During the World War II, there were about 16 million members of the United States military. The remaining World War II Veterans are currently dying at a rate of about 1000 per day. Time is running out to get their stories before they are gone. Disappearing along with the deaths of the veterans is the memories that they hold. These men and women are known as the Greatest Generation.
Ken Burns, a well-known documentary producer, highlighted veterans in his 2007 film entitled “The War.” Many people across the country have worked to preserve stories of additional veterans.
As their numbers decrease, the National World War II Museum and the Library of Congress are two of several other groups trying to preserve the personal stories of war veterans.
The Department of Veterans Affairs estimates that there are about 2.5 million veterans still alive.
Martin Morgan, historian for the World War II Museum in New Orleans said:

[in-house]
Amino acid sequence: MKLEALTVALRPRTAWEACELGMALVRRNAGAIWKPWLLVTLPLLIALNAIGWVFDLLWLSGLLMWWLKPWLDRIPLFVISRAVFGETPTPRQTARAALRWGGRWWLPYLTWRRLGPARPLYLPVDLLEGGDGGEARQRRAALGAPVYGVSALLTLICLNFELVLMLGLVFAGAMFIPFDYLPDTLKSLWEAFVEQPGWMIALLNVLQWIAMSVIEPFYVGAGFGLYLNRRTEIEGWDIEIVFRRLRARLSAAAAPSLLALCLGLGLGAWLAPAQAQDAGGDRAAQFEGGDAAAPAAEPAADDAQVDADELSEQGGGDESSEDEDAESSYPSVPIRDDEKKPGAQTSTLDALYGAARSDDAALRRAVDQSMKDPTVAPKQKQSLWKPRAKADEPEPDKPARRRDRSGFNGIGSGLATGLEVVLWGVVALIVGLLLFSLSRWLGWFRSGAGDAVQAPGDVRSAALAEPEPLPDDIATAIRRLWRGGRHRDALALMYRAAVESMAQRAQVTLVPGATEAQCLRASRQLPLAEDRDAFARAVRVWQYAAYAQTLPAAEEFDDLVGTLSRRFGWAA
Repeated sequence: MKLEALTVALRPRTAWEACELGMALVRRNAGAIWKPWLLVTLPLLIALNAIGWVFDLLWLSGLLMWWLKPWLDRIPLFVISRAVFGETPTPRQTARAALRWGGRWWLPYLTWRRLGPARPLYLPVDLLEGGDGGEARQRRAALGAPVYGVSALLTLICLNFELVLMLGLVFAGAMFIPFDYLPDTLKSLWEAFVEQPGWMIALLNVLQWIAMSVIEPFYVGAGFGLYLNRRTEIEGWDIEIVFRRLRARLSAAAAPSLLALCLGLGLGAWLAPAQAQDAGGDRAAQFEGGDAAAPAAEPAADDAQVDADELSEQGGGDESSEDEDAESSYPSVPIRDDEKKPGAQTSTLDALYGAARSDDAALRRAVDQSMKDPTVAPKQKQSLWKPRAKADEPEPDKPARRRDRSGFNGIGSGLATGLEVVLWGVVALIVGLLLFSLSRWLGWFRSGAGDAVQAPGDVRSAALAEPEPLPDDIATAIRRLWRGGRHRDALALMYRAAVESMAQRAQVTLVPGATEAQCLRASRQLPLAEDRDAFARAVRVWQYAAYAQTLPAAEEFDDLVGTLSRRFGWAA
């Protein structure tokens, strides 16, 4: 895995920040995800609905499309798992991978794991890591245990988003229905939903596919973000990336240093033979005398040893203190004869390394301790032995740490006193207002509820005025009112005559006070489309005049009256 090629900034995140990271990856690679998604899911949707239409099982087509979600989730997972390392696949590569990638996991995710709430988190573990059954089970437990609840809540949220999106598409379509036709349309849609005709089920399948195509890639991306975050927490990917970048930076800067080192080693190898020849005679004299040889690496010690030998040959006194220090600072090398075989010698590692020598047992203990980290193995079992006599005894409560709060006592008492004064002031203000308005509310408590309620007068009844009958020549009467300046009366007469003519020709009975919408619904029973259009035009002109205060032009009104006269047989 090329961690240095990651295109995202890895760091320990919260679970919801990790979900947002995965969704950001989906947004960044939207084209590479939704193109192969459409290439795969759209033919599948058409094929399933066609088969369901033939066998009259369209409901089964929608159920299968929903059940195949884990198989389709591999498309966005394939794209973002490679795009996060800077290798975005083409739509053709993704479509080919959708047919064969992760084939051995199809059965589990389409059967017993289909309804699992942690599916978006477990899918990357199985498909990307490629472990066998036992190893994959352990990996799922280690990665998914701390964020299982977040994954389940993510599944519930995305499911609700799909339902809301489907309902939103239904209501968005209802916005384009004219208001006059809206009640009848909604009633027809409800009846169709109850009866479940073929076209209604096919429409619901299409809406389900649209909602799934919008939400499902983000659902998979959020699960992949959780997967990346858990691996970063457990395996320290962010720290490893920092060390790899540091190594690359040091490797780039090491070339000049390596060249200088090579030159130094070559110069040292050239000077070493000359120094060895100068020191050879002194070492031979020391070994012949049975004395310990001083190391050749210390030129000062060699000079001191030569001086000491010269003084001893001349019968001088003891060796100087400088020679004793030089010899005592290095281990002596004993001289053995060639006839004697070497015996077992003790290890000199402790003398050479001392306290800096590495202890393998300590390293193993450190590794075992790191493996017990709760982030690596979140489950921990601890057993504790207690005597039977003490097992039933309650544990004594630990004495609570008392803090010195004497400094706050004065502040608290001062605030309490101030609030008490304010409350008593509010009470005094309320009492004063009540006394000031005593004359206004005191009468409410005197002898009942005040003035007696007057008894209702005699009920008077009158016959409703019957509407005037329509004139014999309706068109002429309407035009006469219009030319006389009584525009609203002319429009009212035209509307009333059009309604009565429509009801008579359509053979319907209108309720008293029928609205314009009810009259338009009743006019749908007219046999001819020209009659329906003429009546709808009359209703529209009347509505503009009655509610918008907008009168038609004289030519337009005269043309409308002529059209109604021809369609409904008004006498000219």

“I think that’s low now, but judging by the passing of the World War I veterans, we’re predicting they will all be gone by 2020.”
Fewer veterans are able to attend their reunions, a fact that is sad for the ones left behind. Poor health, invalidity, and inability to travel are top reasons that they are not to get together as they have in the past.
Realizing that all of the World War II veterans will be gone in the next ten years or so will hopefully spur people on to continue collecting stories, feelings, and memorabilia while they are still available. These people deserve to be remember for the sacrifices they made for us.